By Jon Newton 11/17/05
i2hub is a network linking more than 200 universities from A (Arizona State) to Y (Yale) which Ed Felten once described as being like a, "set of express lanes for the Internet, built so that network traffic between Internet2 member institutions can go faster".
It shows, brilliantly, just how effective p2p communications can be.
Or it used to.
Organized Music [read Vivendi Universal (France), Sony BMG (Japan, Germany), EMI Group (Britain) and Warner Music (American, but with a Canadian running it] has finally succeeded in shutting i2hub down. With a little, or a lot, of help from its friends, Hollywood Howard Berman and Lamar Smith, the man who wants file sharers thrown into jail.
"Last December two influential members of Congress sent a letter to Douglas E. Van Houweling, president of Internet2, asking him to crack down on the rogue network," says the Chronicle of Higher Education.
"The congressmen - Lamar Smith, a Republican from Texas, and Howard L. Berman, a Democrat from California - are the ranking members of the U.S. House of Representatives Judiciary Subcommittee on Courts, the Internet, and Intellectual Property."
By an amazing coincidence, Organized Music's RIAA (Recording Industry Association of America) recently bought its way into Internet2. It and fellow entertainment cartel bully organization the MPAA (Motion Picture Association of America) are now full-blown corporate members.
i2hub, founded in 2004 by Wayne Chang, then a student at the University of Massachusetts at Amherst, ran on p2p application Direct Connect.
But, "In April record companies and movie studios started filing lawsuits that accused students of using the network to pirate music and films," the Chronicle of Higher Education goes on.
"The Recording Industry Association of America has since filed suit against 635 i2hub users at 39 different institutions."
When Berman and Smith started their Kill i2hub on behalf of the Big Four, "Internet2 officials responded by sending the committee a report on the steps they had taken to control illegal file sharing, according to Lauren Rotman, Internet2's media-relations manager," says the story.
"Internet2 does not condone piracy, Ms. Rotman said in an e-mail interview. But campus officials, not Internet2 administrators, are 'in the best position to take responsibility for network issues that occur at the campus network level, including file sharing,' she wrote.
"As pressure mounted against i2hub, the network made an attempt to prove that it had legitimate applications, experimenting with features like a textbook exchange and a dating service. But the U.S. Supreme Court's June decision in Metro-Goldwyn-Mayer Studios, Inc. v. Grokster, Ltd. - which found that peer-to-peer networks could be held liable for acts of piracy if they "induced" the violations - further compromised i2hub's legal standing. In September the recording industry sent cease-and-desist notices to seven peer-to-peer networks, including i2hub.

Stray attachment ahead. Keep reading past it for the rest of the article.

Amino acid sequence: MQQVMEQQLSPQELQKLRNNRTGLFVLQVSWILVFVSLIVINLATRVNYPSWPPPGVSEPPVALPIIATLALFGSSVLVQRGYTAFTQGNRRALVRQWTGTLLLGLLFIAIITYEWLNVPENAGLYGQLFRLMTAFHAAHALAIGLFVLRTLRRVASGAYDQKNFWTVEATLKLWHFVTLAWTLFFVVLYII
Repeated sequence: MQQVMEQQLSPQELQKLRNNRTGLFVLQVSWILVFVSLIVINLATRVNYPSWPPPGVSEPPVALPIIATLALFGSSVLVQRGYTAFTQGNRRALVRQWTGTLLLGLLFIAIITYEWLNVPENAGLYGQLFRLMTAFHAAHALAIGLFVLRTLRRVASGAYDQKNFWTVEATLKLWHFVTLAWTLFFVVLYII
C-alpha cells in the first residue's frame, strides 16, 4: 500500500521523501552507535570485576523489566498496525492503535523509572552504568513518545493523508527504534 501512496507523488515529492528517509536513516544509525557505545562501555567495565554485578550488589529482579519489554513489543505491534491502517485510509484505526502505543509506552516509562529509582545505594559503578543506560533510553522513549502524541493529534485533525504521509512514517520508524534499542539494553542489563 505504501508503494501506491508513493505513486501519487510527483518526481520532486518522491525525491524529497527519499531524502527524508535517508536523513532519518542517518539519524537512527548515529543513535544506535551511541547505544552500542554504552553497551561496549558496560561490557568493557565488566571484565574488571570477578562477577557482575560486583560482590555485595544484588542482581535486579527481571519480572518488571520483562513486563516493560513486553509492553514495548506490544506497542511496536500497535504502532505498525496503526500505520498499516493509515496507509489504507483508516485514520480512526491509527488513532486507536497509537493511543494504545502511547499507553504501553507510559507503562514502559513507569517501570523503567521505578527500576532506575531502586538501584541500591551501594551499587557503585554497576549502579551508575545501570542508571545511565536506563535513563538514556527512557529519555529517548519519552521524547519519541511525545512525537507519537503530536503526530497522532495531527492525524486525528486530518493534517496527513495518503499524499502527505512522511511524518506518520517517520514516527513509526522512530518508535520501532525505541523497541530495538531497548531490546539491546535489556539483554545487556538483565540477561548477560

Internet2 had probably been carrying a nonzero amount of infringing traffic for a long time, just because it is part of the Internet, said Felten in his i2hub post. What was different wasn't that some traffic moved over Internet2, "but that it was apparently structured so that its traffic would usually travel over Internet2 links. In theory, this could make transfer of any large file, whether infringing or not, faster.
"The extra speed of Internet2 doesnt seem like much of an issue for music files, though. Music files are quite small and can be downloaded pretty quickly on ordinary broadband connections. Any speedup from using i2hub would mainly affect movie downloads, since movie files are much larger than music files. And yet it was the music industry, not the movie industry, that brought these suits.
"Given all of this, my guess is that the RIAA is pushing the Internet2 angle mostly for policial and public relations reasons. By painting Internet2 as a separate network, the RIAA can imply that the transfer of infringing files over Internet2 is a new kind of problem requiring new regulation. And by painting Internet2 as a centrally-managed entity, the RIAA can imply that it is more regulable than the rest of the Internet."
i2hub founder Chang, "declined to comment on the reason for i2hub's closure," says says the Chronicle of Higher Education. "But he said in an e-mail interview on Tuesday that i2hub was already being commemorated by its campus fans. 'Students are hanging signs, painting campus boulders with Remember i2hub, etc., across the country,' he wrote."
Will i2hub's death make a major difference to p2p file sharing, particularly with respect to students?
Not even nearly.
OM boasts it's successfully prosecuted some 16,000 people, many hundreds of whom were students. And yet no-one has ever been found guilty of anything, and no-one has appeared before a judge.
The RIAA says its sue 'em all marketing campaign has resulted in significant numbers of file sharers swearing off the p2p networks in favour of corporate 'product'.
However, the truth is very different.
Around the world, in October, 2004, the number of individuals simultaneously logged onto the networks at any one time was 6,255,986, says p2p research company BigChampagne..
By this October, the number had soared to 9,168,812, OM lawsuits notwithstanding.
Jon Newton is the editor of p2pnet.net and is a regular contributer to MP3 Newswire. Jon's site is devoted to the politics of digital music and his insights as well as those of his co-writers can be read there. We urge you to explore it.
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